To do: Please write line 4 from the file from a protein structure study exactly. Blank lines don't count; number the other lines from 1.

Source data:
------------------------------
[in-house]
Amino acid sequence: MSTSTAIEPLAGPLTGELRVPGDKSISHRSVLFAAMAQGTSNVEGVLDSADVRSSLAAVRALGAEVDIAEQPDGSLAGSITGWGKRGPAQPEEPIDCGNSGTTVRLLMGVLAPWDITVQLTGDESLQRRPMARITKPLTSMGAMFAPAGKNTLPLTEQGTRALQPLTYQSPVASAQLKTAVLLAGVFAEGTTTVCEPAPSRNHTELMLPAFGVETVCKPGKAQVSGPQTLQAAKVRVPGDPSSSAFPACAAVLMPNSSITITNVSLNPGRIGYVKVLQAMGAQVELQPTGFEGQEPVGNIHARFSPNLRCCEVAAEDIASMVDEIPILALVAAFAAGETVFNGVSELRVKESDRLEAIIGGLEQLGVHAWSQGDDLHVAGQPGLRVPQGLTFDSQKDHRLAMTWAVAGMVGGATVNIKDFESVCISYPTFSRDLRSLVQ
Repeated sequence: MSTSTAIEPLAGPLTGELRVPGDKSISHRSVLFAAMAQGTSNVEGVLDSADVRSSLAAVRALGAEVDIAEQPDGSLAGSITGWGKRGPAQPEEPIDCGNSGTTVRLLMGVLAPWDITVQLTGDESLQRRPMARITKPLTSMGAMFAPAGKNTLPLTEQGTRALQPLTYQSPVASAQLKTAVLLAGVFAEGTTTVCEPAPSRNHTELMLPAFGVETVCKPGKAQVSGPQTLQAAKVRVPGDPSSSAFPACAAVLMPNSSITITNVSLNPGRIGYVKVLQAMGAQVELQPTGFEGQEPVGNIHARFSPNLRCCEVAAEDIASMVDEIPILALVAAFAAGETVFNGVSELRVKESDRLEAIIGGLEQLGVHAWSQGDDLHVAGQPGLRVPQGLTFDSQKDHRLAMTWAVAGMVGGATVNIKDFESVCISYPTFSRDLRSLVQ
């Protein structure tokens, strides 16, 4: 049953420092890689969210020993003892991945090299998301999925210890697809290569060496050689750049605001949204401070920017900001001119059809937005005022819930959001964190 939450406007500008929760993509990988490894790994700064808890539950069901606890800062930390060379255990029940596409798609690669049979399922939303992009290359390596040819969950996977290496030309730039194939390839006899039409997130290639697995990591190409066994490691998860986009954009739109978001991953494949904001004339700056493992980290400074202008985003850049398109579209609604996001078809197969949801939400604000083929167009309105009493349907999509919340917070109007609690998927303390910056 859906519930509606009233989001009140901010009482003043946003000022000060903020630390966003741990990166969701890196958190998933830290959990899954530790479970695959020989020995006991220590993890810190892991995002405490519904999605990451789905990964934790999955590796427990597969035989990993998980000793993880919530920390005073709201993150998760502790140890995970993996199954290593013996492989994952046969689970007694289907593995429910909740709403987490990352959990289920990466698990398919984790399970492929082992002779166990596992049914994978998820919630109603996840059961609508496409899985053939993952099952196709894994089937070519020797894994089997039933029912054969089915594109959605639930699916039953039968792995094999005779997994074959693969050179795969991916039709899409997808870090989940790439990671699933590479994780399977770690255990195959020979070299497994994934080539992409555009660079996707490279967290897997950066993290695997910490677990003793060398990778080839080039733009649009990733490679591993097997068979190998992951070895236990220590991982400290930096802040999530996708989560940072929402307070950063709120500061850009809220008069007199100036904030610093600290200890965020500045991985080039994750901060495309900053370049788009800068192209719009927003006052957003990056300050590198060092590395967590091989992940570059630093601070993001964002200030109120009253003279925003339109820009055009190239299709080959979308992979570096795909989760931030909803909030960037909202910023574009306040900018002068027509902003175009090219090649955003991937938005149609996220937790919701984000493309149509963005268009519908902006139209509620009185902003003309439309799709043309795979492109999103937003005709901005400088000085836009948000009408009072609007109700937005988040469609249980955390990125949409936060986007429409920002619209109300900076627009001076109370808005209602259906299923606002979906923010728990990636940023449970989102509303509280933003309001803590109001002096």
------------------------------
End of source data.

């Protein structure tokens, strides 16, 4: 049953420092890689969210020993003892991945090299998301999925210890697809290569060496050689750049605001949204401070920017900001001119059809937005005022819930959001964190 939450406007500008929760993509990988490894790994700064808890539950069901606890800062930390060379255990029940596409798609690669049979399922939303992009290359390596040819969950996977290496030309730039194939390839006899039409997130290639697995990591190409066994490691998860986009954009739109978001991953494949904001004339700056493992980290400074202008985003850049398109579209609604996001078809197969949801939400604000083929167009309105009493349907999509919340917070109007609690998927303390910056 859906519930509606009233989001009140901010009482003043946003000022000060903020630390966003741990990166969701890196958190998933830290959990899954530790479970695959020989020995006991220590993890810190892991995002405490519904999605990451789905990964934790999955590796427990597969035989990993998980000793993880919530920390005073709201993150998760502790140890995970993996199954290593013996492989994952046969689970007694289907593995429910909740709403987490990352959990289920990466698990398919984790399970492929082992002779166990596992049914994978998820919630109603996840059961609508496409899985053939993952099952196709894994089937070519020797894994089997039933029912054969089915594109959605639930699916039953039968792995094999005779997994074959693969050179795969991916039709899409997808870090989940790439990671699933590479994780399977770690255990195959020979070299497994994934080539992409555009660079996707490279967290897997950066993290695997910490677990003793060398990778080839080039733009649009990733490679591993097997068979190998992951070895236990220590991982400290930096802040999530996708989560940072929402307070950063709120500061850009809220008069007199100036904030610093600290200890965020500045991985080039994750901060495309900053370049788009800068192209719009927003006052957003990056300050590198060092590395967590091989992940570059630093601070993001964002200030109120009253003279925003339109820009055009190239299709080959979308992979570096795909989760931030909803909030960037909202910023574009306040900018002068027509902003175009090219090649955003991937938005149609996220937790919701984000493309149509963005268009519908902006139209509620009185902003003309439309799709043309795979492109999103937003005709901005400088000085836009948000009408009072609007109700937005988040469609249980955390990125949409936060986007429409920002619209109300900076627009001076109370808005209602259906299923606002979906923010728990990636940023449970989102509303509280933003309001803590109001002096």